"A new type to appear in
Designer Greg Cole has an interesting background, having been chief engineer (R&D) for Lancair where he worked on the
Greg set up his own operation at
Construction is from pre impregnated carbon fibre which is laid into the molds and then vacuum sealed to press the cloth into the mold and then baked and cured at 300° F.
Apart from its very low weight of approximately 70kg, fixed undercarriage and short wingspan, it has most of the attributes of the “conventional” glider, i.e., it has a c of g tow hook and Schempp-Hirth style air brakes, a VNE of 123kts and a glide ratio reputed to be 32:1. It can also come equipped with water ballast (fuel) tanks, oxygen in a Kevlar bottle and a ballistic recovery system. This glider is currently still in its transport case at Hororata and will be NZ certified by about Christmas as ZK-GAR. This (currently) non powered little aircraft is registered as a Microlight Class 1 and is easily recognized because of its tall narrow fin and rudder and the low mounted horizontal tailplane; rather reminiscent of the old ASW17. "
As mentioned above; this is an all carbon fibre, microlight class glider with an MCTOW of 188kg. This includes the weight of the pilot - so the empty weight of the glider (including instruments) comes in at under 100kg. Truly an amazing little glider. The glider has a date of manufacture of 31-10-2007 and first flew in the US on 07-11-2007 in these "AI " (Alan Ing) markings. It has a total air time of less than three hours to date. A couple of interesting points about GAR is that the tail wheel is a 75mm inline skate board wheel; the canopy hinges from the "wrong"side", ie it hinges to the left to open and the instrument panel hinges up with it. It does not have the optional oxygen system or BRS fitted - as these only increase the weight.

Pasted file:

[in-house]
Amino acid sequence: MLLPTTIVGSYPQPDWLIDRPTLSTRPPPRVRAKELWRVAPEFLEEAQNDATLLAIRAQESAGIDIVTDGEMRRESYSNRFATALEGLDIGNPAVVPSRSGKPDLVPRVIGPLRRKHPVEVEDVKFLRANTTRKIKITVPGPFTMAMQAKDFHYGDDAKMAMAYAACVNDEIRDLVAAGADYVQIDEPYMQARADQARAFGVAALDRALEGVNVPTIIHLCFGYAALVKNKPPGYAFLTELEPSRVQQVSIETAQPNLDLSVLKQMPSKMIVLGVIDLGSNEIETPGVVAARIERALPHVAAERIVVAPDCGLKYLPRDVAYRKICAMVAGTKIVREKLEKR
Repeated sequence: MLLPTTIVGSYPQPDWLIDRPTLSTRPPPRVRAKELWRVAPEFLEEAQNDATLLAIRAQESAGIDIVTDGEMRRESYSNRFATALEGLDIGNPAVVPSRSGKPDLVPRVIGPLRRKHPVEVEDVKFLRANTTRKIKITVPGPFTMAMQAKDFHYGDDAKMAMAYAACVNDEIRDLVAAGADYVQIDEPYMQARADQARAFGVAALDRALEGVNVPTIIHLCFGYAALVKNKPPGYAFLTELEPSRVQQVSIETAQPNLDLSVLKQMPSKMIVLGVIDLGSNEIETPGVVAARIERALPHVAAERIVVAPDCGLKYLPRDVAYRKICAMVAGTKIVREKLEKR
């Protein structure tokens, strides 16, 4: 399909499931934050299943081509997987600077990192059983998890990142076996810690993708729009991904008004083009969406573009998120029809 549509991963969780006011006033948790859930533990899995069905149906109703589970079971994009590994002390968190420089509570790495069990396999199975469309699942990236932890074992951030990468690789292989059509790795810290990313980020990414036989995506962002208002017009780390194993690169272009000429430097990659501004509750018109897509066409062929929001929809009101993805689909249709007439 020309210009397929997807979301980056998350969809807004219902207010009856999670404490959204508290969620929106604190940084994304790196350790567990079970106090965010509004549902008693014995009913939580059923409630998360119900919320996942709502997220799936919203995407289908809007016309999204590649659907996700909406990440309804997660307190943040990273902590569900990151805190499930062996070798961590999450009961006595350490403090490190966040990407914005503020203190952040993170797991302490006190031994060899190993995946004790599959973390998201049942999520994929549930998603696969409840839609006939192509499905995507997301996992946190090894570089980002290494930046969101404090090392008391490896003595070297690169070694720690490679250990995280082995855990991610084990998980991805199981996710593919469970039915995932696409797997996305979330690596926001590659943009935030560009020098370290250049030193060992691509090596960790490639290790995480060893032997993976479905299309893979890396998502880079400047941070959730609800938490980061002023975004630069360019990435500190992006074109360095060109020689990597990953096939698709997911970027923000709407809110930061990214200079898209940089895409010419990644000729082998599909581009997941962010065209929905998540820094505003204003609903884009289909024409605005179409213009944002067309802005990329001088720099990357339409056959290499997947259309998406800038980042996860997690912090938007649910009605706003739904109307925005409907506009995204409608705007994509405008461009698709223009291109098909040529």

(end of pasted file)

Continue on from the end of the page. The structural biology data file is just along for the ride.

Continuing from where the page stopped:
But wait :- That's not all.
In due course Alan intends to fit two US Micro Jet AT450 units to the fuselage just above and behind the wing trailing edge. These give a thrust of 45lb each and are mounted on an airfoil shaped bar that protrudes through the fuselage. These engines can be found in drones and some of the larger model aircraft.
|Alan holding one of the US Micro Jet (ex AMT) units in
the approximate mounted position